Friends for Karen

Once upon a time there was a girl (isn't this how all good stories start out?) and she was beautiful and smart. And looking at her was a little bit like looking at a piece of the sun that was captured and sewn into the skin that we mere humans wear. And she had a beautiful life. She was the apple of her parents' eyes. When she was fourteen she had something funny happen to her. It's called optic neuritis and when she would get warm it was like looking through water Everything became soft and blurry like the world was made out of pastels and she had wiped her hand across the giant canvas that we live on. At that time her eye doctor joked, "That is often the first sign of MS but you are much too young."   ...and life was good.

In 1997 the words of her former eye doctor drifted through the air like murmurs of the past and she was formally diagnosed with MS (Multiple Sclerosis) and her world imperceptibly tightened around the edges. But this girl is tough. The kind you want with you on a hike in the woods when a mountain lion appears or in a dark alleyway. She's got your back. She was encouraged by a school counselor to take a year off to 'deal' with her diagnosis because one year is really all you need to 'deal' with these kinds of things but this girl was not about to stop. She checked and the world was still spinning and she was still on it - so she spun too and finished up her degree and in May of 1998 she graduated from the University of Idaho. She travelled around while she still could and let the wind blow her from here to there and all around while her limbs would still listen to her and go where she wanted them to go.

Three years later, as in all good fairy tales, she met a rough, gruff, bushy kind of guy. He was a little bit wild and a lot hairy and sometimes the things that would come out of his mouth could make the paint peel on a church in November. But this was. All. An. Act. To hide the fact that he has this giant tremendous, squishy heart that he doesn't like to show too many people. But he showed her his and she showed him hers and their hearts fit together like two pieces of a two piece puzzle. Perfect.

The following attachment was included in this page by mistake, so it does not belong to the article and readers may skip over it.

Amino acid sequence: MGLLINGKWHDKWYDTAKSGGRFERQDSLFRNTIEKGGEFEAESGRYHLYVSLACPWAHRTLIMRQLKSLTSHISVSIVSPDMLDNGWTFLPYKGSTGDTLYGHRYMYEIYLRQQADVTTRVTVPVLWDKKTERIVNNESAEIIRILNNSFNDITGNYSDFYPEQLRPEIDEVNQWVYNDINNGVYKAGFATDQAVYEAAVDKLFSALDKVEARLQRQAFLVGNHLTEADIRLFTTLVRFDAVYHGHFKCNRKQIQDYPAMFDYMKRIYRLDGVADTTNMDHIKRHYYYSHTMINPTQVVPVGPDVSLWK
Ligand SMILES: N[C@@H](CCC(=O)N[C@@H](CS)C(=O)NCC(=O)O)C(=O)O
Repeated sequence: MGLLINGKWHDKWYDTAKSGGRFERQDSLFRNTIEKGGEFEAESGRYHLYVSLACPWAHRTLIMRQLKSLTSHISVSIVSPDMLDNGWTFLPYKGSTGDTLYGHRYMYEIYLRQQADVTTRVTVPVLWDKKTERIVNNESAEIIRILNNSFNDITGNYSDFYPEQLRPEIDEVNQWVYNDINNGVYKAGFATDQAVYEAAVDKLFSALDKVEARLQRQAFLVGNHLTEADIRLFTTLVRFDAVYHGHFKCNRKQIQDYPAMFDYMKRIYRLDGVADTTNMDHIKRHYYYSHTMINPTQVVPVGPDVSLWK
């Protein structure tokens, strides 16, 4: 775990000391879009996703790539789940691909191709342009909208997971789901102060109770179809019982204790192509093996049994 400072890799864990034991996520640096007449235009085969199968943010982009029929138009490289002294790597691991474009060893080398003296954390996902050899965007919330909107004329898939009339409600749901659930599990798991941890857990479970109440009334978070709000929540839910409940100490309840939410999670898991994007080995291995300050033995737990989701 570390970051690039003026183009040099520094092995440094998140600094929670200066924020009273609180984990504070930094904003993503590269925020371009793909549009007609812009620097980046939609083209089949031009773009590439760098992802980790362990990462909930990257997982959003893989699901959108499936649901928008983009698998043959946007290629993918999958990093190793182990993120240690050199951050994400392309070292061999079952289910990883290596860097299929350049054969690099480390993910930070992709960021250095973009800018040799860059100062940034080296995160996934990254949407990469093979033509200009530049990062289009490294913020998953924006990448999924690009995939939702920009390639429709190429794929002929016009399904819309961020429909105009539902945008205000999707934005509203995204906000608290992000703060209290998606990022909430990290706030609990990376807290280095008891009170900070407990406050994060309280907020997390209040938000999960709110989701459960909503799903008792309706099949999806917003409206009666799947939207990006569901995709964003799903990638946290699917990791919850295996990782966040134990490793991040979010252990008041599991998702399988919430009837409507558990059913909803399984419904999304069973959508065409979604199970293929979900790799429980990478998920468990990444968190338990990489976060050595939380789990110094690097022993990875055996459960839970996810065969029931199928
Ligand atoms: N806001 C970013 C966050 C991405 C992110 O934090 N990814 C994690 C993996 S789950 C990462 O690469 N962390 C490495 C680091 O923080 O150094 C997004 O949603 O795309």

She worked as long as she could because she is independent with a capital 'I' and it does not sit well with her to... well... sit. She worked out her muscles exercising them to her will - to move - to give her freedom. And they did. Until they didn't. And the edges of her world have slowly curled in around her and she has become her own cage. And through this her gruff big hearted giant, her knight and her partner in this life has loved her and supported her and walked with her because together they are a team.

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But they are a team that lives in a world that does not come standard with handrails and ramps. And they are a team that is living on his salary as best as they can. Their loving parents have helped them out when they can; renovating their house so that she is not trapped in one room alone while her fella is at work. Things. All these things cost money. One of the last things is kind of a biggie too. They need a way for this beautiful woman to get into and out of her own home. Right now her husband carriers her out and in and while that is awfully romantic it would not be if he were at work and she needed to get out of the house quickly. Then it would just be terrifying. 

Please help my beautiful friends out. They need to raise enough money to modify one entrance to their house. In my amazing, humble beautiful friend's own words, "I just started realizing... we all deserve a way to get in and out of our own homes."


Life has been a little bit rough lately for our heroine and her hero. As the disease continues on with its progression it has pressed its cruel hand down upon her and wherever its finger strokes, ravages are left behind.    loss of some vision and    loss of some speech. Gone. Like magic but not the good kind. And two hospitalizations over a three week period can really take it out of a person, especially someone already fighting a not-so-good or fair fight, and the fatigue has settled over her like a heavy blanket that further inhibits her movements and life in general. Maybe you or I would sit and weep and give up and let the tendrils of despair snake up and pull us down to the depths (or maybe just me - pity party for one) but not this girl and not her guy. Her heart remains full of light and fight and when he's struggling, she loans it to her guy to get him through as well. And together they sit through hours of procedures, holding hands or laughing or talking or crying but always always together.

This beautiful story was written by one of our dear friends c.w. We love you

  • Todd Schirmer 
    • $200 
    • 75 mos
  • Sydni Elliott 
    • $50 
    • 76 mos
  • yolyn recaen 
    • $50 
    • 77 mos
  • Jennifer Etter 
    • $25 
    • 77 mos
  • Braylee Hill 
    • $10 
    • 78 mos
See all


Karen Conant Hatton 
Rohnert Park, CA
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